|Quoting Detroitflyer (Thread starter):
However for supersonic aircraft i hear they use a mix between the 2, called a convergent/divergent nozzle, which they describe as convergent till mach 1 and then divergent from then on. Why is that?? After airflow becomes supersonic, does physics reverse or something?? If so why??
Consider something called a Venturi tube (look it up sometime), it is a tube that is wide open on both ends and pinched in the middle such that the end with flow going in is the convergent section and the other is divergent. The small part in the middle is common called the throat.
Under subsonic conditions, air going in will speed up and be fastest at the throat, but the air pressure and temperature will actually drop (there is no compression) and in the divergent section, the flow will increase back up to how it was when it came in, more or less.
Under a supersonic/hypersonic condition, while flow accelerates towards the throat and while the temperature and pressure will still drop (overall still acting subsonic so far), if it reaches the speed of sound at the throat, a vertical shockwave forms. After a wave is created, instead of the subsonic condition where flow would slow down and temperature and pressure would rise again, the opposite happens due to the presense of shockwaves. Instead, the temperature and pressure continue to drop and the velocity of the flow skyrockets. Rocket engines and supersonic wind tunnels follow the same idea to get flow moving past sound.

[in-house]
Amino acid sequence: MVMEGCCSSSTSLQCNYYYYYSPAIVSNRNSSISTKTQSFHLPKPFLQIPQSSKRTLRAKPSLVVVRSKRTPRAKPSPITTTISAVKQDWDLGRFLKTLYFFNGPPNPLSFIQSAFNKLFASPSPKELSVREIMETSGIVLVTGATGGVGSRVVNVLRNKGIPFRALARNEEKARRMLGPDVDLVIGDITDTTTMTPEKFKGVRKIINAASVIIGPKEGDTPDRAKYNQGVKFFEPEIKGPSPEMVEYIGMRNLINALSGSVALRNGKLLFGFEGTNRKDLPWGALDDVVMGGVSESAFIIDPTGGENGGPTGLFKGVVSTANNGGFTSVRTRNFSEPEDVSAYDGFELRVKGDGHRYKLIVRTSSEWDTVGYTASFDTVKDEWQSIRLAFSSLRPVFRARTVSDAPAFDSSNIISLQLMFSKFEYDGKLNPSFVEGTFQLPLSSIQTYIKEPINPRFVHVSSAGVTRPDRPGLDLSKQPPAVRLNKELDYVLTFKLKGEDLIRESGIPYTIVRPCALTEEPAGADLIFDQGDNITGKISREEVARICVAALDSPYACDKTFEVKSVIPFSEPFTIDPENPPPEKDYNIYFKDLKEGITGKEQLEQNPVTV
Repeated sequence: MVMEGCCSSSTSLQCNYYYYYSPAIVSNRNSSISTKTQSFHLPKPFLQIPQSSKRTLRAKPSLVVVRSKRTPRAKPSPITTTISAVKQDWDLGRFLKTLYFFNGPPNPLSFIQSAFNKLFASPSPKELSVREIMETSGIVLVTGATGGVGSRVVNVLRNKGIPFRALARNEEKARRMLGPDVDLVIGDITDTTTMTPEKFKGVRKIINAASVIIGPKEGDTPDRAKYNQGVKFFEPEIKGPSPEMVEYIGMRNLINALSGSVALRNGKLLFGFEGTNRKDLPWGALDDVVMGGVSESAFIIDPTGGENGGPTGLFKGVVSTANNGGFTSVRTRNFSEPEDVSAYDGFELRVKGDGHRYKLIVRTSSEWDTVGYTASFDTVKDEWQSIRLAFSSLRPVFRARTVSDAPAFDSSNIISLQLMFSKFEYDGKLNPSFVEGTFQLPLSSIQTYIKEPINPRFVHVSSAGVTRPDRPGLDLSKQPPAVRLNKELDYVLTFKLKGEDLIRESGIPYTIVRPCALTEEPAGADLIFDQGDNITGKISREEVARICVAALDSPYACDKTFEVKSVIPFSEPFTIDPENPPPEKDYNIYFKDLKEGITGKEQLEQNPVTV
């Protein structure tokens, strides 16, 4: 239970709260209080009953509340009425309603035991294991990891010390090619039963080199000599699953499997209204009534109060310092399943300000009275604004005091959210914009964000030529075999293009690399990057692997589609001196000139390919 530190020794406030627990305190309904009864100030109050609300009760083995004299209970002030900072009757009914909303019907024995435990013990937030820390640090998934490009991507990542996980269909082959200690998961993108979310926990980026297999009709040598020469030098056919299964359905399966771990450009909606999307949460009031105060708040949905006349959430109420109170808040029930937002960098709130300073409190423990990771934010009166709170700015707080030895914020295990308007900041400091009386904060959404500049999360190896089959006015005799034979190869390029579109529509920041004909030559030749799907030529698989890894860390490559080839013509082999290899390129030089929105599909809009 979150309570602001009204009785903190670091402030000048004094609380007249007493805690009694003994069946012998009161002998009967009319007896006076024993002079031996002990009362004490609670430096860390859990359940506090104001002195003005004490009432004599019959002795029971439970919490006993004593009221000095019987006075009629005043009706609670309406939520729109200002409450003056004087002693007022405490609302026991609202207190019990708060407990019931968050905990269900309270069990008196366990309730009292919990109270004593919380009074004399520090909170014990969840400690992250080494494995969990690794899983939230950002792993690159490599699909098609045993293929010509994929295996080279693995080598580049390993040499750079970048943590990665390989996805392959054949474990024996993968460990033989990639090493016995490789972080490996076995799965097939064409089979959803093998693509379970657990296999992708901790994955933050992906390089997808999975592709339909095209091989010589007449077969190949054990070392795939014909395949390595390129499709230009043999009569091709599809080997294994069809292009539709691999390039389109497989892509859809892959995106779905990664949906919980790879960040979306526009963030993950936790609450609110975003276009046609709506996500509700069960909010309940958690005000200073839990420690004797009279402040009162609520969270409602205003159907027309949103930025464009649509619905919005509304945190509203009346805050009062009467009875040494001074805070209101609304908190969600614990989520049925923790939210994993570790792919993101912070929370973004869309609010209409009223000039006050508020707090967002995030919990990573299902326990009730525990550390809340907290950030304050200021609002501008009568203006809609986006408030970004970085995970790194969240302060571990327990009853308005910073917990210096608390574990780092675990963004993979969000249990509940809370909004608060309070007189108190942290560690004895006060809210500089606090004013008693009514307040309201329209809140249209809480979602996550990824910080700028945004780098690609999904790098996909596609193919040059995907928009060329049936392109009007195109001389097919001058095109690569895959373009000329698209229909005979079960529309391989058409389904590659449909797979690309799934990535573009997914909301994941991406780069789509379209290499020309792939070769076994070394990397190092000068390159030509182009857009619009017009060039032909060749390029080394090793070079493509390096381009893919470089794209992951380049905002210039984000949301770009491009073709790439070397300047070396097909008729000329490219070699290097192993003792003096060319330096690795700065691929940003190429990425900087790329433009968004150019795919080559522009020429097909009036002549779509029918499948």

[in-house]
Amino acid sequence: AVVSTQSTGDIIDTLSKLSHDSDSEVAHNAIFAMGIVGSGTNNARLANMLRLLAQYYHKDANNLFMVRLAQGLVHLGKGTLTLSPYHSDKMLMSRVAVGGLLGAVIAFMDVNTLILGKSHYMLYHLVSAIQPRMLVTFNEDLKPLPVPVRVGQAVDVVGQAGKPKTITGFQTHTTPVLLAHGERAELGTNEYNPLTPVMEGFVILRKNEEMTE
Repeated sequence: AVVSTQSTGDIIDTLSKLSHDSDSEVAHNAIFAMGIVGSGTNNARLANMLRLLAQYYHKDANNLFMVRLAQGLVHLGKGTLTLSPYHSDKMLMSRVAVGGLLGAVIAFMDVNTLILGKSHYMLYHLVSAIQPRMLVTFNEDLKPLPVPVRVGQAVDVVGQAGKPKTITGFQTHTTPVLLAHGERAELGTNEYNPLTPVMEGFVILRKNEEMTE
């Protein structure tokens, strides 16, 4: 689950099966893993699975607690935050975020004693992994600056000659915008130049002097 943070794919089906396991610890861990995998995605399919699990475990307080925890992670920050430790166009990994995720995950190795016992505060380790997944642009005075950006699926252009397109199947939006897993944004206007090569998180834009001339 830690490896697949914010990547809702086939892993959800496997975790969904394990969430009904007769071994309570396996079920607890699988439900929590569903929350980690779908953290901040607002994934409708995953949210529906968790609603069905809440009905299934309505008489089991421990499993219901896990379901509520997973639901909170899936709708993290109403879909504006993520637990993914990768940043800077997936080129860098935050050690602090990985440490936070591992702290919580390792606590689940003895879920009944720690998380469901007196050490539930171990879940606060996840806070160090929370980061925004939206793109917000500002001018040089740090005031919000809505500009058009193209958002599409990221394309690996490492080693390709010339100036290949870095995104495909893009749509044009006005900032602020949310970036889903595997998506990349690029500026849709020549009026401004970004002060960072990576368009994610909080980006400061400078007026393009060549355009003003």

Consider the Space Shuttle's main engines, in less than 15 feet of total nozzle distance, where the first third is the combustion chamber/convergent section, the flow accelerates from zero to 4km/s!
Hope this was helpful, if I was inaccurate, please correct.
[Edited 2007-04-30 11:08:24]
The meaning of life is curiosity; we were put on this planet to explore opportunities.